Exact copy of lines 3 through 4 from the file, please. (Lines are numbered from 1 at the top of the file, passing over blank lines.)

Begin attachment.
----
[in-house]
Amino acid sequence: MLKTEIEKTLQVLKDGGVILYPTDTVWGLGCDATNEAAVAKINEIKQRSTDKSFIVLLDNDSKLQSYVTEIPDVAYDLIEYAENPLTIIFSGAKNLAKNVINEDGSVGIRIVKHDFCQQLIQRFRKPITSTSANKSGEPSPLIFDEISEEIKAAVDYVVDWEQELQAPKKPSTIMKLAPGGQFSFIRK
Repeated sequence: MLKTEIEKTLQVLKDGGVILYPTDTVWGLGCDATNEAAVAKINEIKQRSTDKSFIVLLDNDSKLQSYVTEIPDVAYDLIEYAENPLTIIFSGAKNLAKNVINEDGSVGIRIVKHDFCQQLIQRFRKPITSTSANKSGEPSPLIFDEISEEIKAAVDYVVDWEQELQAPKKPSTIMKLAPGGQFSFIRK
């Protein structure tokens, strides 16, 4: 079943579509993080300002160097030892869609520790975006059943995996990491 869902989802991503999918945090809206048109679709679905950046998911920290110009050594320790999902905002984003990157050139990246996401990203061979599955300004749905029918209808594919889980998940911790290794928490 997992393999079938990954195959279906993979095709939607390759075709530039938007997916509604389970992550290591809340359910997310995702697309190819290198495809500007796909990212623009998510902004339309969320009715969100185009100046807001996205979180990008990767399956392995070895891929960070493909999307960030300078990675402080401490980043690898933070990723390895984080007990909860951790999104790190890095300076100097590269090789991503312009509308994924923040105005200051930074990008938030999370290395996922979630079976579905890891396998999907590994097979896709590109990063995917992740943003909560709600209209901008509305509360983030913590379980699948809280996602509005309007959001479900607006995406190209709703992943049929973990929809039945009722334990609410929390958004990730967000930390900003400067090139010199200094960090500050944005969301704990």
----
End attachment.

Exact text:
Repeated sequence: MLKTEIEKTLQVLKDGGVILYPTDTVWGLGCDATNEAAVAKINEIKQRSTDKSFIVLLDNDSKLQSYVTEIPDVAYDLIEYAENPLTIIFSGAKNLAKNVINEDGSVGIRIVKHDFCQQLIQRFRKPITSTSANKSGEPSPLIFDEISEEIKAAVDYVVDWEQELQAPKKPSTIMKLAPGGQFSFIRK
């Protein structure tokens, strides 16, 4: 079943579509993080300002160097030892869609520790975006059943995996990491 869902989802991503999918945090809206048109679709679905950046998911920290110009050594320790999902905002984003990157050139990246996401990203061979599955300004749905029918209808594919889980998940911790290794928490 997992393999079938990954195959279906993979095709939607390759075709530039938007997916509604389970992550290591809340359910997310995702697309190819290198495809500007796909990212623009998510902004339309969320009715969100185009100046807001996205979180990008990767399956392995070895891929960070493909999307960030300078990675402080401490980043690898933070990723390895984080007990909860951790999104790190890095300076100097590269090789991503312009509308994924923040105005200051930074990008938030999370290395996922979630079976579905890891396998999907590994097979896709590109990063995917992740943003909560709600209209901008509305509360983030913590379980699948809280996602509005309007959001479900607006995406190209709703992943049929973990929809039945009722334990609410929390958004990730967000930390900003400067090139010199200094960090500050944005969301704990």